All in all, the author, Linda Steele, has introduced the reader to couple of a strong, independent, smart, young women.
My hope would be that Ms. Steele continues the story line of Sunny and Sydney, along with their new combined family and pets, onto further life lessons and adventures.”
I reread this book this month, because I wanted to read a good book that offered a positivity, as well as an escape from the non-fiction I typically read.
No Easy Day: The Firsthand Account of the Mission that Killed Osama Bin Laden, by Mark Owen, with Kevin Maurer
“Those were Navy S.E.A.L. guys!” my convoy commander excitedly exclaimed, as he climbed back into the passenger’s seat of the truck.
We were on the backside of Baqubah, at some little piece of shit FOB, getting ready to push out. I’d flashed the lights really quickly to signal that we were getting ready to roll, so he’d get back in the truck.
He always jumped out of the truck to chat with the different military units that were staged around us.
“They were impressed by you,” he continued. “They asked if you were my wife, and when I told them that you were my lead convoy driver, they couldn’t believe it.”
“What’s a Navy S.E.A.L.?” was my immediate reply, as I put on my vest and kevlar, hopped back into the driver’s seat, turned off the interior lights, flicked on the truck’s headlights and shoved the truck into gear.
I had no clue what Navy S.E.A.L. was, up until that day, after my convoy commander explained who they were and what they did. He said something like, “They’re Special Forces, on steroids, but for the Navy. They’re the best of the best.”
Most Americans didn’t have clue who the S.E.A.L.s were, until Bin Laden was killed, and the S.E.A.L. Team that accomplished that feat was revealed to the nation.
Up until that point, Navy S.E.A.L.s fell into the category of “Badass men who did bad things to very bad people.”
We knew they were out there, but they were faceless ghosts.
A complete mystery, and they preferred it that way.
Mark Owen (Rob O’Neill) did his book tour and plenty of television interviews, and I remember watching him and thinking to myself, “He doesn’t look that formidable.”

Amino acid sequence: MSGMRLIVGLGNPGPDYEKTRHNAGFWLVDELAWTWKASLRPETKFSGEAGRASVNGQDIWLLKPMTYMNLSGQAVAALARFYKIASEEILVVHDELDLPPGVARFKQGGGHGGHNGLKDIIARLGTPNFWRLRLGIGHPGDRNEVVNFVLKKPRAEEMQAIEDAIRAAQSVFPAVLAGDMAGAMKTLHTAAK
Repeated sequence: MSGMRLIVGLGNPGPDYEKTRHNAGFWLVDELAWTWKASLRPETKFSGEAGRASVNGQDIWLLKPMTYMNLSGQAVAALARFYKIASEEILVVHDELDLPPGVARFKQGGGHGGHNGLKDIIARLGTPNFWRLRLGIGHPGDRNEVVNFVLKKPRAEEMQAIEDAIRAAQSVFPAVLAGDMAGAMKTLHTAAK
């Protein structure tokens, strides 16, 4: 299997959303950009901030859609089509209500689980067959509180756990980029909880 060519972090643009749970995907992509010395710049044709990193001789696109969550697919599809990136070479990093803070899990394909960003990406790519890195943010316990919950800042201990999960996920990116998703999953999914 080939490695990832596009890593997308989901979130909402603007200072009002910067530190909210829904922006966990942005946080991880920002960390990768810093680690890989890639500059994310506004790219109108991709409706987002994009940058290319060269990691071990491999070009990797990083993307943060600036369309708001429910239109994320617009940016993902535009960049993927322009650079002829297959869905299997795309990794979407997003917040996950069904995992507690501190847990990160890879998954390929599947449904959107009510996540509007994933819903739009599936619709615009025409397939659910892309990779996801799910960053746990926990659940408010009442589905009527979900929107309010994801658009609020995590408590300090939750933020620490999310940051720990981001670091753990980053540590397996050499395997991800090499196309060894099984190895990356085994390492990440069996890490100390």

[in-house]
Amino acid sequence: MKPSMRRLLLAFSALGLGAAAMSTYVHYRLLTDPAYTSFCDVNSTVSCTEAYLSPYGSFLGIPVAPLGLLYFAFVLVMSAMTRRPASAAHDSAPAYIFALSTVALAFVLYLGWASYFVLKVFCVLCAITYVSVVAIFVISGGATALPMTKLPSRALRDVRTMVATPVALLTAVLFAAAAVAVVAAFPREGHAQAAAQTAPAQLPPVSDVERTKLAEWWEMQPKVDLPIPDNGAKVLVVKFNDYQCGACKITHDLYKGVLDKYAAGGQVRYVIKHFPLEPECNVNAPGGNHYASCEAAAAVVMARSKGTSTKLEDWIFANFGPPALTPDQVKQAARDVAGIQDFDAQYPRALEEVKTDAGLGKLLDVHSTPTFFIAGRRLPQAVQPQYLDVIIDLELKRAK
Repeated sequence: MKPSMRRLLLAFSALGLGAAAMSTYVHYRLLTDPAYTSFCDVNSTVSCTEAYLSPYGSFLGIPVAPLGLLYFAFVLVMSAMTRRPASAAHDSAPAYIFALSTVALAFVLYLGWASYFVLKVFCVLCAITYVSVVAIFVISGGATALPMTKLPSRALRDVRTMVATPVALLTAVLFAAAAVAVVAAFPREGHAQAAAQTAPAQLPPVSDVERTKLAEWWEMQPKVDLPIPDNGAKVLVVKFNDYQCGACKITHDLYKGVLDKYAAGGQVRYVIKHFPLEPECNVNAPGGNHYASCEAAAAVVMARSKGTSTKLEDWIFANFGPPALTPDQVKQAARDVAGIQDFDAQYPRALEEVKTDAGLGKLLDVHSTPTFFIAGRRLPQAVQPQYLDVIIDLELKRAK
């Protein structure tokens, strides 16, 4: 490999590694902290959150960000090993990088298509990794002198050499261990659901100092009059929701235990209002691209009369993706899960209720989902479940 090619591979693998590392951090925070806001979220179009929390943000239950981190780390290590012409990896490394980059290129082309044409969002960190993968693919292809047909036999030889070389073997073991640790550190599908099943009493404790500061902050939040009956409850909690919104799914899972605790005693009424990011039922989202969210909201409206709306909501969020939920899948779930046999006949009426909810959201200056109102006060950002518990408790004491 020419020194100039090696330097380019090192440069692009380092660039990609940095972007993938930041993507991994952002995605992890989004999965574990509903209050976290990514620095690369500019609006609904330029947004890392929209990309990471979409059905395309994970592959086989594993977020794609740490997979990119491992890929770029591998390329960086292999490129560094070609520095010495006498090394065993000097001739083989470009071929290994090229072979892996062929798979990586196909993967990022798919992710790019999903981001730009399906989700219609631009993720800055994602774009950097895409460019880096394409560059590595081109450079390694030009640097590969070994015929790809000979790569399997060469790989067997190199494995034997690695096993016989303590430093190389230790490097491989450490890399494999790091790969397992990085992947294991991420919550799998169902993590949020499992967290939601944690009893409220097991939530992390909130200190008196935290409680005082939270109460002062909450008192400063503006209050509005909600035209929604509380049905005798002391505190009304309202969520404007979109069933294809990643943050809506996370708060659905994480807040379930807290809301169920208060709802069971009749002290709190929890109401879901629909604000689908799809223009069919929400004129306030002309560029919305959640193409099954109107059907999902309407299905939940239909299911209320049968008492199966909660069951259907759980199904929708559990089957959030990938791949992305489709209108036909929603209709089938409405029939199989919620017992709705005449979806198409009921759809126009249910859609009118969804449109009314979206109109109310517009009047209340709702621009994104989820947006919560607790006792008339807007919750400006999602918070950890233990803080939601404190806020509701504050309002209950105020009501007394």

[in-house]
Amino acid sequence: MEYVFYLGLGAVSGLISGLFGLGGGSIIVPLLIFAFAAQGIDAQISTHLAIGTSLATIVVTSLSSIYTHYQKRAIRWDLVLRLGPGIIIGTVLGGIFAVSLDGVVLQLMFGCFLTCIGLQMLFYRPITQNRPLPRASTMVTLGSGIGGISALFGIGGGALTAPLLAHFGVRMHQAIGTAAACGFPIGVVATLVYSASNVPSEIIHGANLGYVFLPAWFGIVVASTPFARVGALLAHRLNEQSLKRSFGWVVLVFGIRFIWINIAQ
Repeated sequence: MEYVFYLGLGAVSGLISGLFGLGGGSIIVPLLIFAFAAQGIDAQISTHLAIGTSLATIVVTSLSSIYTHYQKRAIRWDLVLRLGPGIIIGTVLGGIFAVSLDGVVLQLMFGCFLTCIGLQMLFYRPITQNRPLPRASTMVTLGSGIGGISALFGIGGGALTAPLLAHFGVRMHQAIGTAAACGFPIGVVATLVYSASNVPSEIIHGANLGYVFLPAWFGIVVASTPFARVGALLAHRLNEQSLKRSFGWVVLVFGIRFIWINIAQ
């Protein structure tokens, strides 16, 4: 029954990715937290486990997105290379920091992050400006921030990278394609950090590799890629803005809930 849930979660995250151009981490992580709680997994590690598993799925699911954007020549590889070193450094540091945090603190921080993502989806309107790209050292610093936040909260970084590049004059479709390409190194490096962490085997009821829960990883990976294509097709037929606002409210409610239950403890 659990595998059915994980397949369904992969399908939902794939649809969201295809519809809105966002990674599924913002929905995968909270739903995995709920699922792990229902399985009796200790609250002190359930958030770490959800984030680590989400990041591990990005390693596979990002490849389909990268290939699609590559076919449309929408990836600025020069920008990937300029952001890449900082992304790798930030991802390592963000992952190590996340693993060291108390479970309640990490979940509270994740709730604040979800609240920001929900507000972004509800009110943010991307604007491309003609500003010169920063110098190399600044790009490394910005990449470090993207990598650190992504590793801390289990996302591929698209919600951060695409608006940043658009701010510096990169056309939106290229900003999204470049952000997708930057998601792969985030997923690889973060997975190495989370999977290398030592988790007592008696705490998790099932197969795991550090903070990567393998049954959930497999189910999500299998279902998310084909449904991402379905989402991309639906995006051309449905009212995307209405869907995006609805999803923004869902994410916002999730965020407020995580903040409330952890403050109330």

I could not have been more incorrect.
Read the book, and you’ll have a clear understanding of the training, discipline and unwavering devotion that these badasses have honed to being their second nature.
They’re considered elite for a well-earned reason.
This book is well written, and lays out the detail for the reader, in an unassuming manner, painting the picture of what is actually happening. as the complete story is revealed to the reader, detail by detail.
I don’t just recommend this book.
I believe it should be a MUST READ for anyone who hasn’t deployed to a war zone.
Six Easy Pieces; Essentials of Physics Explained by Its Most Brilliant Teacher, by Richard Feynman
If you read last month’s Reading List (Jaunary 2021), you know that I have an affinity for physics.
It fascinates me to no end, and I love reading about physics.
Sometimes, I feel like I allllllllllllllllllmost get it.
Richard Feynman was legendary at Cal Tech, and highly regarded within the physics community, both among scholars and naysayers.
If I had been a physics student at Cal Tech in the early 60’s, I would’ve been a student, as well as done everything within my power to gain his attention. No doubt about it.
That said, the book ranks somewhere between easy and moderate, when it comes to understanding physics.
Yes, there are drawings and graphs and explanations, but to be completely honest, you must have a basic understanding of atoms, quanta and chemistry, if you’re going to pick up what Feynman is putting down.
I love physics, and I loved this book.
More reading suggestions next month,